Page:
There are various tools today which is used to manage the risk process. These tools are often built in excel files, which completely covers the expectations of a Risk Management File. If you are creating one product, it will be sufficient, and hopefully, an audit would not be too nerve-racking. If you, on the other hand, are dealing with multiple products and multiple projects, then the excel files will probably make you lose the overview and governance, or you are spending way too many resources trying to obtain transparency. To be effective, transparency is key. Already available work must be reused. To complete the activity faster at a much more accurate level, collaboration is needed. To ensure collaboration between process experts to reach process excellence, better tools are essential. When using digital solutions with a visual display of the risk landscape it is easier to understand where to focus the effort. With increased visibility, it is easier to get the overview and possibly see trends in and across risk assessments. Solutions, with data-driven risk management which are integrated with CAPA control, incident monitoring and complaint handling will additionally allow visibility to risks which are critical in Post-Market scenario. Focus on what matters. Spend fewer resources. Be more effective. Make better business decisions. Enhance communication to key stakeholders. Work with Quality by Design.

I do not need yet another tool!

Imaging, people working in the same company, designing, and developing similar products, working with the same procedures and even with the same tools available, can have a significantly different outcome of the risk assessment. Maybe worse, either of them probably knows about the risk assessment carried out by their colleague on a similar product and misses the opportunity for value-added knowledge sharing. It seems that even though companies run countless risk assessment for different products and services, they never utilize the true benefit, to be able to compare the risks and the efforts needed to mitigate and monitor the effectiveness of the controls.

Why you should consider it anyway

If risk is not handled optimally a lot of resources is spent on non-value-added activities. It is important to understand the risk landscape and to be able to communicate the output differently when talking to the compliance risk manager, rather than when talking to the steering committee. While risk managers possibly want to know every little detail, the stakeholders typically only want to focus on top 5 risks at the time and the proposed plan to mitigate them. Visual dashboards make better communication and better communication makes better business decisions. Large corporations can benefit from tools which can:

    • present the enterprise perspective. (strategic, financial, operational, compliance)
    • put the risk in perspective of the entire critical to business assurance ecosystem.
    • be used for easy communication with key stakeholders.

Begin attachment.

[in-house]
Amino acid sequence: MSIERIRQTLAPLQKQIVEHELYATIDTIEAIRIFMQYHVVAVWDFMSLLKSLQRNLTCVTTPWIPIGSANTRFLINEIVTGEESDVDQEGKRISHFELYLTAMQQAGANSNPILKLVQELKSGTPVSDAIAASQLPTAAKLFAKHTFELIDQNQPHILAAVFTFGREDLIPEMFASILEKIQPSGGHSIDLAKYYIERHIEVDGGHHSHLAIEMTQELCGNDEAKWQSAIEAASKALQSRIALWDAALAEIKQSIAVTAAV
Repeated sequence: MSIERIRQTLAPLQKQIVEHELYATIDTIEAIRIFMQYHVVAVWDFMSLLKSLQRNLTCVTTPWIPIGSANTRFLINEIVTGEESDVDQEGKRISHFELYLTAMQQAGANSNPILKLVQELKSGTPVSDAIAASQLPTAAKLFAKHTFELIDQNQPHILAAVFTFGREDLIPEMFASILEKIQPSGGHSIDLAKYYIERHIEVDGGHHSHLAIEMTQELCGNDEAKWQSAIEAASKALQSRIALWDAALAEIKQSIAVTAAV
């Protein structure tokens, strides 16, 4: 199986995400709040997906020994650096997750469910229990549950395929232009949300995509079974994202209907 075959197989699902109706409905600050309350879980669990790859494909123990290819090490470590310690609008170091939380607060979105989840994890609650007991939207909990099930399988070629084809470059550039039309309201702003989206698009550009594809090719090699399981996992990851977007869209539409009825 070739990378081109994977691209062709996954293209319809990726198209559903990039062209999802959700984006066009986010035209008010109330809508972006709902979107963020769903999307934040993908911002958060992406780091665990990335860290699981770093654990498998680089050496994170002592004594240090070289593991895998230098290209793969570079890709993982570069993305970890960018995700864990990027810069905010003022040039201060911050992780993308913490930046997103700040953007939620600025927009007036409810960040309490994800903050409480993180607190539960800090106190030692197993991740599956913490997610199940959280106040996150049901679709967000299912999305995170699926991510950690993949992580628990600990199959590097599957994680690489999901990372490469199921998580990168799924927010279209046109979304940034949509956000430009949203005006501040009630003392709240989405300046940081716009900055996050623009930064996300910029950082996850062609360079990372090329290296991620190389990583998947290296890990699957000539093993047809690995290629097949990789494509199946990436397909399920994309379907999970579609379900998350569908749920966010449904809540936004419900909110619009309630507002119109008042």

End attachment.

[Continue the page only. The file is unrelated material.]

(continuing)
• map the risk with the guidance of ISO and regulation.
    • track the risk control until closure.
    • compare equivalent portfolio.
    • compare risk (potential issues) with incidents (actual issues).


Risk and any other activity, which is critical for business assurance, should be communicated and visualized so the key stakeholders can be informed and take the optimal business decisions. At the same time resources can be focusing on what matters as the actions required are visually identified.

Learn from people who have done this before

The right time to start Risk Assessment activities is at the beginning of the product introduction. The best time to make an accurate risk assessment is when the product has been on the market for a period of time. At this time, the actual issues the users or patients are actually experiencing with the product are known. Therefore, when beginning the risk assessment the optimal background would be from previous lessons learned. If you have real-life data, it would the best starting point. If you are not that fortunate to have been through the process before, then ISO standards and Regulations, are very helpful in the aspect of identifying possible Events and Circumstances (Table C.2 ISO Risk Management 2019) and General Safety and Performance Requirements (Annex I, MDR), where issues have previously been seen and reported by other companies since many decades, and thereby you have an opportunity for a good starting point with the help from industry standards and other companies lessons learned, and possibly also got burned, in the areas where they should have looked for risk.

Medical Device Regulation

The Medical Device Regulation, MDR is enforced May 2021. In this regulation, new classification rules are introduced. It is essential to establish the correct risk class of each individual device with classification rule(s) in accordance with MDR, Annex VIII – Classification Rules. Next look into the General Safety and Performance Requirements, MDR Annex I, which, if interpreted correctly, will guide you in where to look for risk in the device design, development, manufacturing, and maintenance activities. An additional key to understand and get guidance in the regulatory Risk Management expectations is to use ISO 14971 Medical Devices – Application of Risk Management.


The recommendation is to start the risk management journey early. Use the right solution that will guide you and which will give you additional business benefits instead of only thinking about regulatory compliance. Get more stakeholders in the organization interested in risk management. Get management interested in risk management. Do regular reviews to ensure processes are effective and technical documentation is relevant. In the end, risk management is a business advantage.


1. Medical Device Regulation, (EU) 2017/745
2. ISO 13485:2016 Medical Devices – Quality Management Systems
3. ISO 14971:2019 Medical Devices – Application of Risk Management


About the author

kenn milton

Kenn Milton

Founder and CEO of MyBlueLabel

Working with large corporations about innovation within Enterprise Risk Management solutions.
A focused and result-oriented Senior Executive, with significant experience in the provision of compliance solutions. A competent strategist, capable of delivering innovative solutions to ensure seamless project delivery and the achievement of business objectives. Ensures full compliance with internal and external regulations and quality processes. For several years developing a SaaS solution based on the Quality Management experience carried by a strong wish to help all companies with Quality and Risk Management, www.mybluelabel.com